FIG. 5 is a graph showing sensitivity characteristics of transmissive samples with the structures as described above prepared as photocathodes according to the present invention. together with sensitivity characteristics of a comparative sample of a transmissive photocathode according to a comparative example. Here, a graph G510 in FIG. 5 shows spectral sensitivity characteristics of a first transmissive sample having a combination of the aforementioned underlayer structure No. 2 (mixed crystals of BeO and MgO (a mass ratio of Be and Mg is 9:1)) and photoelectron emitting layer structure No. 1, a graph G520 shows spectral sensitivity characteristics of a comparative sample, which is a photocathode according to a comparative example, and a graph G530 shows spectral sensitivity characteristics of a second transmissive sample having a combination of the aforementioned underlayer structure No. 5 (mixed crystals of BeO and MgO with a mass ratio of Be and Mg set to 9:1 are formed on an HfO2 coating) and photoelectron emitting layer structure No. 1.

In the first transmissive sample of the photocathode 1A according to the present invention, the supporting substrate 100A is composed of borosilicate glass, the underlayer 200 is composed of mixed crystals of BeO and MgO (MgO and BeO are simultaneously vapor-deposited on the supporting substrate 100A) with a mass ratio of Be and Mg set to 9:1, and the photoelectron emitting layer 300 is composed of a K—CsSb layer. Moreover, in the first transmissive sample, the thickness of the underlayer 200 is 100 Å, the thickness of the photoelectron emitting layer 300 is 160 Å, and a ratio of the thickness of the photoelectron emitting layer 300 to the thickness of the underlayer 200 is 1.6.

On the other hand, in the comparative sample, the supporting substrate is composed of borosilicate glass, the underlayer is composed of an MnOX single layer, and the photoelectron emitting layer is composed of a K—CsSb layer. Moreover, in this comparative sample, the thickness of the underlayer is 30 Å, the thickness of the photoelectron emitting layer is 160 Å, and a ratio of the thickness of the photoelectron emitting layer to the thickness of the underlayer is 5.3.

Furthermore, in the second transmissive sample of the photocathode 1A according to the present invention, the supporting substrate 100A is composed of borosilicate glass. The underlayer 200 is composed of HfO2 vapor-deposited as an AR coating on the supporting substrate 100A and mixed crystals of BeO and MgO (MgO and BeO are simultaneously vapor-deposited on the HfO2 coating) with a mass ratio of Be and Mg set to 9:1. And, the photoelectron emitting layer 300 is composed of a K—CsSb layer. Moreover, in the second transmissive sample, the thickness of the underlayer 200 is 400 Å (the thickness of the HfO2 is 300 Å; the thickness of the mixed crystals of BeO and MgO is 100 Å), the thickness of the photoelectron emitting layer 300 is 160 Å, and a ratio of the thickness of the photoelectron emitting layer 300 to the thickness of the underlayer 200 is 0.4. Here, a ratio of the thickness of the photoelectron emitting layer 300 to the thickness of the layer constituted by the mixed crystals of BeO and MgO is 1.6.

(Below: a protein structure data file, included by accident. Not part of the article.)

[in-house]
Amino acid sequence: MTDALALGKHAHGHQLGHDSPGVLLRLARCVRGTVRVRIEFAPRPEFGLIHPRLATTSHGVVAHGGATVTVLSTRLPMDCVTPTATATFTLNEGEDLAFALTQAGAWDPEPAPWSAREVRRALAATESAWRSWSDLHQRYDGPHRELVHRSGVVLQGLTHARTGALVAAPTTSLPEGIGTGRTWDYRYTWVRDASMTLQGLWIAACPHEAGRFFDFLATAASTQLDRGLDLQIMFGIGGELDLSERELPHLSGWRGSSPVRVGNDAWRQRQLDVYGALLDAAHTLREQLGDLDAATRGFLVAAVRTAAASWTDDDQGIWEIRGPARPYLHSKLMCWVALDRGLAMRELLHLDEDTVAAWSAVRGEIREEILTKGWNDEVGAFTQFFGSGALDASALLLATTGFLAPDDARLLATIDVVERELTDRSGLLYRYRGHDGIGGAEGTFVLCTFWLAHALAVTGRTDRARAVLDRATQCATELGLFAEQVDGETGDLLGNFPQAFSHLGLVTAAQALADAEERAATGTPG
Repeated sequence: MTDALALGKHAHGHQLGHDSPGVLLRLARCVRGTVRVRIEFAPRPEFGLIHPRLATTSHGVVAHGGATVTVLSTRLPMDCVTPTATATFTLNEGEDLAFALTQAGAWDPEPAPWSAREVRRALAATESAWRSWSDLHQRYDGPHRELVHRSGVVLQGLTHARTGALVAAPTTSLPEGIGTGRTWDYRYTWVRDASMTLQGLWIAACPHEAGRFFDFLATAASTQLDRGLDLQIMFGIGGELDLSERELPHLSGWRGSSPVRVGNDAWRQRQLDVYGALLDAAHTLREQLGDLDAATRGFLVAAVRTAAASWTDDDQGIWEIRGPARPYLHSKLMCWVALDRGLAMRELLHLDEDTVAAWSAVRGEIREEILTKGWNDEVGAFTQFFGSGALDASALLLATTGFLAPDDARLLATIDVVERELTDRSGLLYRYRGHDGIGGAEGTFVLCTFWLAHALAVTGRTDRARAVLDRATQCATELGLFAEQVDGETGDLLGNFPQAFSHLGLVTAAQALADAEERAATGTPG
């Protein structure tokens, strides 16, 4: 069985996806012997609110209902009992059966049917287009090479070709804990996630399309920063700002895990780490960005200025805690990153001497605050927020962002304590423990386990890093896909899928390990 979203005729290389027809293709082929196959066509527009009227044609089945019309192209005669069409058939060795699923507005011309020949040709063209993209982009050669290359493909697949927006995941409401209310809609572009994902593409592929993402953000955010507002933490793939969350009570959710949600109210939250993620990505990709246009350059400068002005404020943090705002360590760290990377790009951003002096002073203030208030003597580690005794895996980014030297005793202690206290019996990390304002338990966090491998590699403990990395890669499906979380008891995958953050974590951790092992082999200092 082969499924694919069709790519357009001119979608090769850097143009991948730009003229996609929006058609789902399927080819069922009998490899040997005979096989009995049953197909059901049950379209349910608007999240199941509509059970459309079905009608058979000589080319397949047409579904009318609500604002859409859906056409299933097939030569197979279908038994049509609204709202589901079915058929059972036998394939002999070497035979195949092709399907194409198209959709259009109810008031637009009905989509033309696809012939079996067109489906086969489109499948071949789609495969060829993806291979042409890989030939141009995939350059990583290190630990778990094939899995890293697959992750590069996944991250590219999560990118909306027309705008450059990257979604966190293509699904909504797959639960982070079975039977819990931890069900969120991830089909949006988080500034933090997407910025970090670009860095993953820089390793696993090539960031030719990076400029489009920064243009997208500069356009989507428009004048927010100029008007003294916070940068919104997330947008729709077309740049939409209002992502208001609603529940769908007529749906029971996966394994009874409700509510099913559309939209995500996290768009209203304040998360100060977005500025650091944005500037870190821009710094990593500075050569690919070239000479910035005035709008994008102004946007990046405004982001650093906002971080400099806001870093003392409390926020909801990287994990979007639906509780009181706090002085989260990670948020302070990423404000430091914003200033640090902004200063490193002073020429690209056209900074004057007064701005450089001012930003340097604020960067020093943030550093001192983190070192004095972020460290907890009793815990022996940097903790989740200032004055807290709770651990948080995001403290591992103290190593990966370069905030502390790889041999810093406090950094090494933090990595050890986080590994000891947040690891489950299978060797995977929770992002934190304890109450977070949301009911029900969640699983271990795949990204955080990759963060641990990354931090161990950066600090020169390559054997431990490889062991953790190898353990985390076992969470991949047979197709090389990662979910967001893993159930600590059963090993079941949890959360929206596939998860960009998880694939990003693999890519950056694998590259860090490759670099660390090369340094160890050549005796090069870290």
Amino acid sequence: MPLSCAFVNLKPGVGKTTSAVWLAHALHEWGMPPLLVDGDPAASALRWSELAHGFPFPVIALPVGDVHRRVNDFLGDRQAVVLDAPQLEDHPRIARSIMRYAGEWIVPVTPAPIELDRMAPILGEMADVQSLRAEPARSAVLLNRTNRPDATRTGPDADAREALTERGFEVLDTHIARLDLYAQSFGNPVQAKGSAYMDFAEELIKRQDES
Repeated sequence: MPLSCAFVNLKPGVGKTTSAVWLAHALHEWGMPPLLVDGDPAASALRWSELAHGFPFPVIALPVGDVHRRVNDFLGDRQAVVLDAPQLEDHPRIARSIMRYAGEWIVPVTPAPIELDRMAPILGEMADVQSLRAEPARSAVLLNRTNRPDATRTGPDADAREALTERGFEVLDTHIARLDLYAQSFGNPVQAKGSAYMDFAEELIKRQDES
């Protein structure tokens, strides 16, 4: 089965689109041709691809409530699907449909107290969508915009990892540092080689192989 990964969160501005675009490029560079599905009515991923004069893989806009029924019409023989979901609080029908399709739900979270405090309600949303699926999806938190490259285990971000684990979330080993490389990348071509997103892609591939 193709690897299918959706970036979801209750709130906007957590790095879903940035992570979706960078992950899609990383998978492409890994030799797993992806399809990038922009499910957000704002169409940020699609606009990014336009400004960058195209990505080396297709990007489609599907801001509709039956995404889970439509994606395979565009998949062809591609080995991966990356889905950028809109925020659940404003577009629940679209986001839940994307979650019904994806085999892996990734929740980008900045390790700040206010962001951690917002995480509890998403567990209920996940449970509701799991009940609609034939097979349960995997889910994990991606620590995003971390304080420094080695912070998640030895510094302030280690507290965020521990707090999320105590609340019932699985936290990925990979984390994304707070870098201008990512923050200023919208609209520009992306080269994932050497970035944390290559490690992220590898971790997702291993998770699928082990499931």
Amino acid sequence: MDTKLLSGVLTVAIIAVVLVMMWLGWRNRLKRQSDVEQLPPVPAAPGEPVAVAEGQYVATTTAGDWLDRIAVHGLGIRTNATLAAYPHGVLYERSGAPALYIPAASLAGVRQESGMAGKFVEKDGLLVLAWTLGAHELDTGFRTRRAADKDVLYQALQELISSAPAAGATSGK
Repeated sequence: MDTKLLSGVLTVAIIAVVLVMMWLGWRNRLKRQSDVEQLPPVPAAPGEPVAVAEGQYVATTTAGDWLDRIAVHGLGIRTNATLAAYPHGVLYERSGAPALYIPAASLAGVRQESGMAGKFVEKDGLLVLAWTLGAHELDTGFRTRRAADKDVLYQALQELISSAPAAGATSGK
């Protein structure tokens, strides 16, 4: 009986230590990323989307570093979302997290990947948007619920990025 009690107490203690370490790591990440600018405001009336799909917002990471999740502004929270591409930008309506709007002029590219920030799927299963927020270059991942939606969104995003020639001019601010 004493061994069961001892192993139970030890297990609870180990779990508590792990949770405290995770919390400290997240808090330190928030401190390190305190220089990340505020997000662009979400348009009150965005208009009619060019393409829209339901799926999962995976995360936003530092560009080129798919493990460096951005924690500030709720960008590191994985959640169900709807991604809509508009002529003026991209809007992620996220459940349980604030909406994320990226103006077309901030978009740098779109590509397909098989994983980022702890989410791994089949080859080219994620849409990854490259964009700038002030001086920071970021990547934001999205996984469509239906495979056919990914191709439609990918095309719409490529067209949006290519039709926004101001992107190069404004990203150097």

As can be seen from FIG. 5, due to an area containing the mixed crystals of BeO and MgO (the mass ratio of Be and Mg was 9:1) being provided in at least a part of the underlayer 200, the transmissive samples prepared as photocathodes according to the present invention has been improved in quantum efficiency in the entire usable wavelength range in comparison with the comparative sample. In particular, the quantum efficiency at a wavelength of 360 nm is 26.9% in the comparative sample, while in the first transmissive sample, this is 40.8%, and in the second transmissive sample, 44.8%, so that an increase in sensitivity of about 50% or more has been confirmed. For dramatically improving the effective quantum efficiency as such, in the photocathode according to the present invention, it is preferable that the thickness of the underlayer 200 is set such that the ratio of the thickness of the photoelectron emitting layer 300 to the thickness of the underlayer 200 is within a range of 0.1 or more but 100 or less. In addition, it is preferable that the thickness of the underlayer 200 is set so as to be within a range of 20 Å to 500 Å, and the thickness of the photoelectron emitting layer 300, within a range of 50 Å and 2000 Å.